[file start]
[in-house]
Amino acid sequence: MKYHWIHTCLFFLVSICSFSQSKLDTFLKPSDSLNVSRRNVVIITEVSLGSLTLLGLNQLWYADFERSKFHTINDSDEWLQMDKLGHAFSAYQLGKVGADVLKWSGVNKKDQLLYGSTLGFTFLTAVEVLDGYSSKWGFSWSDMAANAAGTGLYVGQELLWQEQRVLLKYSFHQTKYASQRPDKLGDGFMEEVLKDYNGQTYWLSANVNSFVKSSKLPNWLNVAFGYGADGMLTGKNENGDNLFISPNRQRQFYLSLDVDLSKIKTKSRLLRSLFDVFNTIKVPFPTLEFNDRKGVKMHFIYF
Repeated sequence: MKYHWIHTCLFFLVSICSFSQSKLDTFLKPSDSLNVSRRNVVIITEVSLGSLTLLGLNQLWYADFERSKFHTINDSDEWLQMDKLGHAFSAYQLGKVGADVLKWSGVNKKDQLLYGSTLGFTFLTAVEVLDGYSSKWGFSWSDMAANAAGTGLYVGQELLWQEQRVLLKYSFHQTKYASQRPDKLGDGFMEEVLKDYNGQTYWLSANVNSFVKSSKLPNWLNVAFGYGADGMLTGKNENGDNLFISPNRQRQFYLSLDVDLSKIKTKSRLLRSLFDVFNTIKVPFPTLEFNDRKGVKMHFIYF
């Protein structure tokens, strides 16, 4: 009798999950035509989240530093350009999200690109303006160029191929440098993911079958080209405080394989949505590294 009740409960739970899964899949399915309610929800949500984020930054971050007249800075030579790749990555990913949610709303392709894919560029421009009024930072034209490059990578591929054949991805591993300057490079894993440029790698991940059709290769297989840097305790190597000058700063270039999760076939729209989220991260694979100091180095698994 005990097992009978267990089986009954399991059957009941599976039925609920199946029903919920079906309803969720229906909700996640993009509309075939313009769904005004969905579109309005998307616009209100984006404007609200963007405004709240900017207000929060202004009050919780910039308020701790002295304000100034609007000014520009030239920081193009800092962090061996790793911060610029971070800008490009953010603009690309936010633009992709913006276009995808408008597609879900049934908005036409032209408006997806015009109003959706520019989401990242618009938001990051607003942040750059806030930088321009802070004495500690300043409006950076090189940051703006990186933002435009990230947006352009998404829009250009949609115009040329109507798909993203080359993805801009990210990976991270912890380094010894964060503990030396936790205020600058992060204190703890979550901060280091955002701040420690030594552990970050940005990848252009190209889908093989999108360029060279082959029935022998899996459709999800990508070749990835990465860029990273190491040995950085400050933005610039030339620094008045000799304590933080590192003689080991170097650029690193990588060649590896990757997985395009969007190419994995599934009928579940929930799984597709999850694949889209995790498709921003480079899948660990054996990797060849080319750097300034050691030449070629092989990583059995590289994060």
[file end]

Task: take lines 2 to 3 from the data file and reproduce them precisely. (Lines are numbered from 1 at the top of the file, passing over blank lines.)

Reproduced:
Amino acid sequence: MKYHWIHTCLFFLVSICSFSQSKLDTFLKPSDSLNVSRRNVVIITEVSLGSLTLLGLNQLWYADFERSKFHTINDSDEWLQMDKLGHAFSAYQLGKVGADVLKWSGVNKKDQLLYGSTLGFTFLTAVEVLDGYSSKWGFSWSDMAANAAGTGLYVGQELLWQEQRVLLKYSFHQTKYASQRPDKLGDGFMEEVLKDYNGQTYWLSANVNSFVKSSKLPNWLNVAFGYGADGMLTGKNENGDNLFISPNRQRQFYLSLDVDLSKIKTKSRLLRSLFDVFNTIKVPFPTLEFNDRKGVKMHFIYF
Repeated sequence: MKYHWIHTCLFFLVSICSFSQSKLDTFLKPSDSLNVSRRNVVIITEVSLGSLTLLGLNQLWYADFERSKFHTINDSDEWLQMDKLGHAFSAYQLGKVGADVLKWSGVNKKDQLLYGSTLGFTFLTAVEVLDGYSSKWGFSWSDMAANAAGTGLYVGQELLWQEQRVLLKYSFHQTKYASQRPDKLGDGFMEEVLKDYNGQTYWLSANVNSFVKSSKLPNWLNVAFGYGADGMLTGKNENGDNLFISPNRQRQFYLSLDVDLSKIKTKSRLLRSLFDVFNTIKVPFPTLEFNDRKGVKMHFIYF